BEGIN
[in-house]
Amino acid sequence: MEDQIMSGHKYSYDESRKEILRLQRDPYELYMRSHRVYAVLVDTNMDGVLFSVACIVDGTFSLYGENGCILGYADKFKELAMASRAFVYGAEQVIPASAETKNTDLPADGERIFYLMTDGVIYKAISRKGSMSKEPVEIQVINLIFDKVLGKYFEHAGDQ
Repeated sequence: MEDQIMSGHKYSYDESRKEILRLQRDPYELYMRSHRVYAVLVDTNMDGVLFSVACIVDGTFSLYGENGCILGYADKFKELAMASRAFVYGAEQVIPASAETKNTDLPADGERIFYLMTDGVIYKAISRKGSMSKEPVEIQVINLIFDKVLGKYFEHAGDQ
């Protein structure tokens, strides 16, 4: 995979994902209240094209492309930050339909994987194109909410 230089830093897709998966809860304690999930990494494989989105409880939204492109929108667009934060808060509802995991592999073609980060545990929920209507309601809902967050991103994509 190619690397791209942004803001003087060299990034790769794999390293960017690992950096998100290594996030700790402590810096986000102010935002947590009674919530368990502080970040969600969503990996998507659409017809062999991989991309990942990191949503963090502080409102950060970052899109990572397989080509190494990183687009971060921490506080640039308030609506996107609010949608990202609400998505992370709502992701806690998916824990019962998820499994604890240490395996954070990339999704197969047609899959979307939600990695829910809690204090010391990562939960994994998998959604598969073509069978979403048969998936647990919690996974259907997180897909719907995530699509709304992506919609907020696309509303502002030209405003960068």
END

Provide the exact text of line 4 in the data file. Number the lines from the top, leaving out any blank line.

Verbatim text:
């Protein structure tokens, strides 16, 4: 995979994902209240094209492309930050339909994987194109909410 230089830093897709998966809860304690999930990494494989989105409880939204492109929108667009934060808060509802995991592999073609980060545990929920209507309601809902967050991103994509 190619690397791209942004803001003087060299990034790769794999390293960017690992950096998100290594996030700790402590810096986000102010935002947590009674919530368990502080970040969600969503990996998507659409017809062999991989991309990942990191949503963090502080409102950060970052899109990572397989080509190494990183687009971060921490506080640039308030609506996107609010949608990202609400998505992370709502992701806690998916824990019962998820499994604890240490395996954070990339999704197969047609899959979307939600990695829910809690204090010391990562939960994994998998959604598969073509069978979403048969998936647990919690996974259907997180897909719907995530699509709304992506919609907020696309509303502002030209405003960068």